If the evil in human nature can be traced to specific causes, what becomes of the dogma of original sin? If the specific causes of evil include the propagation of dogmas such as the dogma of original sin, what becomes of the whole theological enterprise? This is the question posed most systematically by Rousseau. Rousseau however cannot be discussed simply as one among others with the writers of the Enlightenment, partly because he deliberately set himself against the whole trend of the Enlightenment, and partly because he exists as a moral philosopher on an incomparably higher level than any other writer of the eighteenth century except for Hume and Kant. We can bring out Rousseau’s importance best by considering the different attitude to liberty taken by the typical writers of the Enlightenment and by Rousseau. For Montesquieu, Voltaire, and Helvétius alike the ideals of political liberty are incarnated in the English Revolution of 1688. Freedom means freedom for Whig lords and also for intellectuals like themselves. But for those whom Voltaire called “the rabble” obedience is still the order of the day. Thus on the only point on which the writers of the Enlightenment were predisposed to be moral innovators they adopted a position which was essentially arbitrary, which accepted the status quo as a whole, while questioning it in part, especially where it affected their own interests. No wonder that these would-be radicals so eagerly sought and accepted relationships with royal patrons, Diderot with Catherine of Russia, Voltaire with Frederick of Prussia. On moral questions in general, the Enlightenment critique of society is simply that men behave irrationally; and the recipe for social improvement is that henceforward men should behave rationally. But to the questions of why men are irrational, and what they would have to do to become rational, few answers are given beyond the panaceas of free discussion and education. It is with relief that one turns from this mediocrity to the passion of Rousseau.

Jean-Jacques Rousseau has been variously credited with the rise of romanticism, the decline of the West, and more plausibly, the French revolution. Thomas Carlyle is said-possibly apocryphally-to have once been dining with a businessman who tired of Carlyle’s loquacity and turned to him with the reproach, “Ideas, Mr. Carlyle, ideas, nothing but ideas!” Carlyle replied, “There was once a man called Rousseau who wrote a book containing nothing but ideas. The second edition was bound in the skins of those who laughed at the first.” What then was so influential in what Rousseau had to say?

The simple, central, powerful concept in Rousseau is that of a human nature which is overlaid and distorted by existing social and political institutions, but whose authentic wants and needs provide us with a basis for morals and a measure of the corruption of social institutions. His concept of human nature is far more sophisticated than that of other writers who have appealed to an original human nature; for Rousseau does not deny that human nature has a history, that it can be and is often transformed, so that new desires and motives appear. The history of man begins in the state of nature, but Rousseau’s view of the state of nature is quite unlike that of Hobbes. First, it is not presocial. Man’s natural, unreflective impulses are not those of self-aggrandizement; natural man is moved by self-love, but self-love is not inconsistent with feelings of sympathy and compassion. Even some animals, Rousseau noted, go to the aid of others. Second, human wants are limited by the natural environment. Rousseau is well aware of what Hobbes seems not to know, that human desires are elicited by being presented with objects of desire; and natural man is presented with few desirable objects. “The only goods he acknowledges in the world are food, a woman, and sleep; the only ills he fears are pain and hunger.” Third, like Hobbes, Rousseau believes that in a state of nature certain moral distinctions are not yet made; since there is as yet no property, there is no use for the concepts of justice and injustice. But it does not follow from this for Rousseau that no moral predicates as yet have application. Natural man, following his impulses of need and occasional sympathy, is good and not evil. The Christian doctrine of original sin is as false as the Hobbesian doctrine of nature.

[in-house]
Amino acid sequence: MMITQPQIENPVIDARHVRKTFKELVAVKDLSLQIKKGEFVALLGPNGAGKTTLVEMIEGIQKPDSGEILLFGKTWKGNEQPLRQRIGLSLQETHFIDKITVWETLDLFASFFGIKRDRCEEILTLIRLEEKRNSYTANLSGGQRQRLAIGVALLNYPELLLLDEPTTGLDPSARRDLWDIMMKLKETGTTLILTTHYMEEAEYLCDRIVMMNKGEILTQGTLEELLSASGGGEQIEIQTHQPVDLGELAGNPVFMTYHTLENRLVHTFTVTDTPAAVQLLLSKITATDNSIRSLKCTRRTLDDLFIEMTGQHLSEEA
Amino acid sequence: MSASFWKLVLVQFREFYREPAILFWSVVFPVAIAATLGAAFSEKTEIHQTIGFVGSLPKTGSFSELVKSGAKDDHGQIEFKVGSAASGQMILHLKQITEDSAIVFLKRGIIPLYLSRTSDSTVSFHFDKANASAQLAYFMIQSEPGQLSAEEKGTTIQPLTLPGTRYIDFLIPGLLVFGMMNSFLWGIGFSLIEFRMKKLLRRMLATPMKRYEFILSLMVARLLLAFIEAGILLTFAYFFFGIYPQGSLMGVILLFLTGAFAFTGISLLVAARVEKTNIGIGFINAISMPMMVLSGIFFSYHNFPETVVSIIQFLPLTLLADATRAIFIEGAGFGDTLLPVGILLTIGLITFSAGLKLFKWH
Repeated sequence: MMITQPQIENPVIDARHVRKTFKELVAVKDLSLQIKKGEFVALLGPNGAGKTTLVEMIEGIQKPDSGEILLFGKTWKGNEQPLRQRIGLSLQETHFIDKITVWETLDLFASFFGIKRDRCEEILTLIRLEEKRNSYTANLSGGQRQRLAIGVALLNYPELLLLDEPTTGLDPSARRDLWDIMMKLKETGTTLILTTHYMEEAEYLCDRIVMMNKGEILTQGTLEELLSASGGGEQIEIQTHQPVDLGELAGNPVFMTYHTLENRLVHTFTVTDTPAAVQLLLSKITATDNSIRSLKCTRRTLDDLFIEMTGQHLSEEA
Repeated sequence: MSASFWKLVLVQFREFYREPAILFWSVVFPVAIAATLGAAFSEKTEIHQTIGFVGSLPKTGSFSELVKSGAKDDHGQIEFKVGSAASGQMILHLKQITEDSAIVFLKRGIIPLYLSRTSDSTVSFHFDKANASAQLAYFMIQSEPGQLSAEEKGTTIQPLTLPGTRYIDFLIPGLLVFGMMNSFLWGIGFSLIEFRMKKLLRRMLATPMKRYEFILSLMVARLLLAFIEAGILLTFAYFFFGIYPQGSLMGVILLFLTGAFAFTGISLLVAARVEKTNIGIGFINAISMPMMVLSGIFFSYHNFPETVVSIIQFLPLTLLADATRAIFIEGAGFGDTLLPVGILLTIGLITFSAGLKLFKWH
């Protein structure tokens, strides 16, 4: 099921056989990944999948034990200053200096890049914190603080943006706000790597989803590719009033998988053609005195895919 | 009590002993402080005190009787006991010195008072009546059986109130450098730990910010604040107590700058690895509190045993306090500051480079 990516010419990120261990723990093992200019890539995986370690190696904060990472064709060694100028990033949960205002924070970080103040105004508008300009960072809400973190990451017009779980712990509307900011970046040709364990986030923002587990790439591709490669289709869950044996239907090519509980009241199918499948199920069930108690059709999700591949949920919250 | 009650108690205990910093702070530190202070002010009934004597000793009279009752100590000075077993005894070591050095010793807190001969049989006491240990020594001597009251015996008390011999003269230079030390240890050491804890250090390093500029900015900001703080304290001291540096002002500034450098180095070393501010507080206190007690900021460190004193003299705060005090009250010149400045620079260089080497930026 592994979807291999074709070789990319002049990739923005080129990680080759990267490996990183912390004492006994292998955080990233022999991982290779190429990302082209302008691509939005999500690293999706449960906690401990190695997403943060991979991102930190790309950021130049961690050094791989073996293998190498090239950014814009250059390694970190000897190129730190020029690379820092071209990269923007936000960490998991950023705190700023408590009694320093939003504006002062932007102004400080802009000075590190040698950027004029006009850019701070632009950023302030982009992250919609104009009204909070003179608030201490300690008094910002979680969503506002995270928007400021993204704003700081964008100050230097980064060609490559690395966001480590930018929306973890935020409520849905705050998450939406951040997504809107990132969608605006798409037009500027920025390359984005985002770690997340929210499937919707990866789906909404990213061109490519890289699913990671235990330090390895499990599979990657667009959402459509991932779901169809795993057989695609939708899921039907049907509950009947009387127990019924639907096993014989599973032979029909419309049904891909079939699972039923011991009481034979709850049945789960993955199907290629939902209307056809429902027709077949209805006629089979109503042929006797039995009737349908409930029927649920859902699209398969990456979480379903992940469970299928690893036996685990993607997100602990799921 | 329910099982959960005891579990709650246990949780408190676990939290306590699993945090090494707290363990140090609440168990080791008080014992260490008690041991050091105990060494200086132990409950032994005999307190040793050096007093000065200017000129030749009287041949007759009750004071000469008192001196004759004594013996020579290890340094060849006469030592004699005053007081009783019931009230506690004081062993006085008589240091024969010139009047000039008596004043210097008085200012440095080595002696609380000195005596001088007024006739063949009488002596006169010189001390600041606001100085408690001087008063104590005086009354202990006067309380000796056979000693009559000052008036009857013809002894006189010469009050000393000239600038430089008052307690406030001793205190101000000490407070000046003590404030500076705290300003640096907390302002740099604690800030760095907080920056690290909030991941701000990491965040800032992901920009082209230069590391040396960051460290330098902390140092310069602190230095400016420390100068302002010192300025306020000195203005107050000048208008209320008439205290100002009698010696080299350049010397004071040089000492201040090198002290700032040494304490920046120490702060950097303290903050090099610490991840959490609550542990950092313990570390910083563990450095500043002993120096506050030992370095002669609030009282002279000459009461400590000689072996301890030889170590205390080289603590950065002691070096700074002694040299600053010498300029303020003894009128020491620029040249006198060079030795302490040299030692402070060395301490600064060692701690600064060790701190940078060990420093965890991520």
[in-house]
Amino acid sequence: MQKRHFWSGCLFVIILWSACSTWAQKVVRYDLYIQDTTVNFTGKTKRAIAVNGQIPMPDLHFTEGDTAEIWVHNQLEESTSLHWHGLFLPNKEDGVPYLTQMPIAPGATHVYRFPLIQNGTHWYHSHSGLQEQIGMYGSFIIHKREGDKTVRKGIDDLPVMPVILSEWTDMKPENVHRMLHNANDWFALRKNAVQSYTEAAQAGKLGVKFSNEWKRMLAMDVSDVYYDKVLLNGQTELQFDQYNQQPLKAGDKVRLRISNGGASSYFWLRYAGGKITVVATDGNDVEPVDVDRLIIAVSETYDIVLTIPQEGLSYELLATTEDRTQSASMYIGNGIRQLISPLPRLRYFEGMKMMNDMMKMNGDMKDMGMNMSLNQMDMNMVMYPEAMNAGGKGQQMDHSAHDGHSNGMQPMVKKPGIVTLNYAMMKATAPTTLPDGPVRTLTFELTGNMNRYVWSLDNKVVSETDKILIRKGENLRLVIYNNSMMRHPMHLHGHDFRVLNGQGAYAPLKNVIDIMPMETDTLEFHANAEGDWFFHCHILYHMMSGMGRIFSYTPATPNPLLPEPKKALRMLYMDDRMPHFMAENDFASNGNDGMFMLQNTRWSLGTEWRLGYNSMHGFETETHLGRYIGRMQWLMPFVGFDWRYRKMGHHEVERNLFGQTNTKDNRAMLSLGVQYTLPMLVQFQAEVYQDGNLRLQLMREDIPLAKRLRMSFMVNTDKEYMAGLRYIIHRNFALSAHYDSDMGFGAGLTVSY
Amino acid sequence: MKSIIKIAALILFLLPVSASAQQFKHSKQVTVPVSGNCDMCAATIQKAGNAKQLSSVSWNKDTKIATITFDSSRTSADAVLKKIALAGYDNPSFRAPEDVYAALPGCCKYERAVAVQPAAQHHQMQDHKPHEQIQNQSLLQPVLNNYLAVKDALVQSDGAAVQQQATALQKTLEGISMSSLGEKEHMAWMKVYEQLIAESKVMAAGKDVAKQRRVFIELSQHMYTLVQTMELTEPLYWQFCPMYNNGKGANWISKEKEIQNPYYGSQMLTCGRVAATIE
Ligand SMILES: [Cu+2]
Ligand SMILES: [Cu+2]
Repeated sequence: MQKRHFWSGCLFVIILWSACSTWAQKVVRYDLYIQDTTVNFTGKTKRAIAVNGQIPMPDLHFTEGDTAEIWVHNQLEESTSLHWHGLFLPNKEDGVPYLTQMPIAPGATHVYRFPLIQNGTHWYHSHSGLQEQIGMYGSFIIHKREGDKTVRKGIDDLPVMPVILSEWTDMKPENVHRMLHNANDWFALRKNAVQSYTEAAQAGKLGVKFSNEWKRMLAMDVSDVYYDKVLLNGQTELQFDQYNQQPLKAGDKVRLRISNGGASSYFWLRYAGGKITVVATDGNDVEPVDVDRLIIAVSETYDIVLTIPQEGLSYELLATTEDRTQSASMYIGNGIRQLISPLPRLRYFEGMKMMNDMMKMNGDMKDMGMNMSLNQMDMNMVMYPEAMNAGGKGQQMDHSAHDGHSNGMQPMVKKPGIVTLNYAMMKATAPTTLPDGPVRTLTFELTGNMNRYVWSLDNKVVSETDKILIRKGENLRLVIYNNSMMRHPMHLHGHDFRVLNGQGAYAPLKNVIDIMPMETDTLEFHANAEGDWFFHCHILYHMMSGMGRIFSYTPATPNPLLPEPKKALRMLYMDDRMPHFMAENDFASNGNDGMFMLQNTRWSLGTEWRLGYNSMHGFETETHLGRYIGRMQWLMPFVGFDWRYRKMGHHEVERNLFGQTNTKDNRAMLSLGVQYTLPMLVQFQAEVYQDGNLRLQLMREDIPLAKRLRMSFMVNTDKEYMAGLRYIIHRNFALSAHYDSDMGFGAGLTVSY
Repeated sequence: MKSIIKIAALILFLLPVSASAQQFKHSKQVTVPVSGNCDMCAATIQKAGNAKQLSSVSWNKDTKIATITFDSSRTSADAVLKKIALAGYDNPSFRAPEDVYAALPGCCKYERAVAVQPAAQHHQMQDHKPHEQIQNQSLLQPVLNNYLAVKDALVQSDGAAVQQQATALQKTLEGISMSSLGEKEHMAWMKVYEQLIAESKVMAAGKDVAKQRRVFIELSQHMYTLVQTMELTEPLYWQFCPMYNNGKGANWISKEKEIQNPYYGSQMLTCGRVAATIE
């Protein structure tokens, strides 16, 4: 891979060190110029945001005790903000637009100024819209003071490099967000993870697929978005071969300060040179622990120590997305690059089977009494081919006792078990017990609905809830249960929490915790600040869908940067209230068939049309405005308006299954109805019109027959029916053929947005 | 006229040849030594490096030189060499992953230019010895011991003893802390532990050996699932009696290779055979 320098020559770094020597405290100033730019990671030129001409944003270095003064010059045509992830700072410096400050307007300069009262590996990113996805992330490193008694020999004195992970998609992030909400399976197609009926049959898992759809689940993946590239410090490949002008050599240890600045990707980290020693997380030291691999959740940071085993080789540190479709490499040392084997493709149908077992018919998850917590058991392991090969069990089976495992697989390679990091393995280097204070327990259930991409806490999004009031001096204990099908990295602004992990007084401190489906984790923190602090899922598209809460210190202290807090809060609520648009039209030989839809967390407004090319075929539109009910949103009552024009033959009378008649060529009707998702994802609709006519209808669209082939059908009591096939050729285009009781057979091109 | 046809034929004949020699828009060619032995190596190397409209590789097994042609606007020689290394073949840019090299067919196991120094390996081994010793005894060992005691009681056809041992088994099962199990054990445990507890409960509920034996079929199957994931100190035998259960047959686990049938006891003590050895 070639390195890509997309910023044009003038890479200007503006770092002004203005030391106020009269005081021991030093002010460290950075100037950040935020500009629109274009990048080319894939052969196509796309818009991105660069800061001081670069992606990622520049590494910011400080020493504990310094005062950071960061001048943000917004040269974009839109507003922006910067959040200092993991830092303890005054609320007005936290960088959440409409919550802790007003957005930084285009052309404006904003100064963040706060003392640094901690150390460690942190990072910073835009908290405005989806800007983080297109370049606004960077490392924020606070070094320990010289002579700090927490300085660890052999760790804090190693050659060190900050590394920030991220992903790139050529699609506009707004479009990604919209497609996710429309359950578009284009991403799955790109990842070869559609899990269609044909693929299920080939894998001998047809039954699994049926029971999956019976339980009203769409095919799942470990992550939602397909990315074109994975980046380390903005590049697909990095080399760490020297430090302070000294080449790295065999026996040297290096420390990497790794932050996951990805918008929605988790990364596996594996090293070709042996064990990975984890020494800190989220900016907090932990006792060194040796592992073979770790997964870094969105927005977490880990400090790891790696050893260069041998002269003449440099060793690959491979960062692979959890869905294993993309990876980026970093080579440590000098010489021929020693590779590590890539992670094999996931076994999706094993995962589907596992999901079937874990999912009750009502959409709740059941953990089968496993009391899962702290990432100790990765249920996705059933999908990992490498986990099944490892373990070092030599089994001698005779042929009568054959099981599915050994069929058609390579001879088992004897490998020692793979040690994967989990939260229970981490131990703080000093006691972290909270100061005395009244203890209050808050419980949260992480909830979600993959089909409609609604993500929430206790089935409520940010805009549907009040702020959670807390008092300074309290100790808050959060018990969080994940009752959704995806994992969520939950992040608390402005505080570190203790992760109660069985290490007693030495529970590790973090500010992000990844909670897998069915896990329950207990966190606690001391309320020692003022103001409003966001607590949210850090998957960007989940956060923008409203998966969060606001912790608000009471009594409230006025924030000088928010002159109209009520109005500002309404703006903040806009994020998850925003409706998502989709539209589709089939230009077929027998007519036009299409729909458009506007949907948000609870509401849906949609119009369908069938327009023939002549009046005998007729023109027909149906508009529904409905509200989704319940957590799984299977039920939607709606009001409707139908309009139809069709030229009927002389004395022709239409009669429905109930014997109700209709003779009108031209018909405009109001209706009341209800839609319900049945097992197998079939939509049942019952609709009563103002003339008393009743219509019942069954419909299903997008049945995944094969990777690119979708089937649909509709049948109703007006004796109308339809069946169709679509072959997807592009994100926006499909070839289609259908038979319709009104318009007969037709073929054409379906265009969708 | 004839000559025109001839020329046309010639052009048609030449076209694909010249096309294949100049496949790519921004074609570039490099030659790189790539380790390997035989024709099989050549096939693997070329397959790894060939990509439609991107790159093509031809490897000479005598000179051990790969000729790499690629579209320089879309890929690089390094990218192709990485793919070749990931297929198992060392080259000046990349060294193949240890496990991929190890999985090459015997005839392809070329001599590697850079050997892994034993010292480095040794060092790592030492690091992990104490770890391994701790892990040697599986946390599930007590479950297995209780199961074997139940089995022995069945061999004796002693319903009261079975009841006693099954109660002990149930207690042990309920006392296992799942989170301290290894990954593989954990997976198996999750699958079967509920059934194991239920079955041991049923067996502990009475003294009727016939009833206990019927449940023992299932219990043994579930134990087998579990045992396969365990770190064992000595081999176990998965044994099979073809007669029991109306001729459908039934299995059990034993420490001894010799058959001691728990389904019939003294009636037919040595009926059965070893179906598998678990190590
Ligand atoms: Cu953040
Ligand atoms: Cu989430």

After the state of nature comes social life. Experience of the advantages of cooperative enterprise, the institution of property, skills in agriculture and working metals-all these lead into complex forms of social organization, although there are as yet no political institutions. The institution of property and the growth of wealth lead to inequality, oppression, enslavement, and consequent theft and other crimes. Because it is now possible to speak of what is rightly mine or thine, the concepts of justice and injustice come to have application. But the development of moral distinctions parallels a growth in moral depravity. The ills born of this depravity lead to a strong desire for political and legal institutions. These institutions are born of a social contract.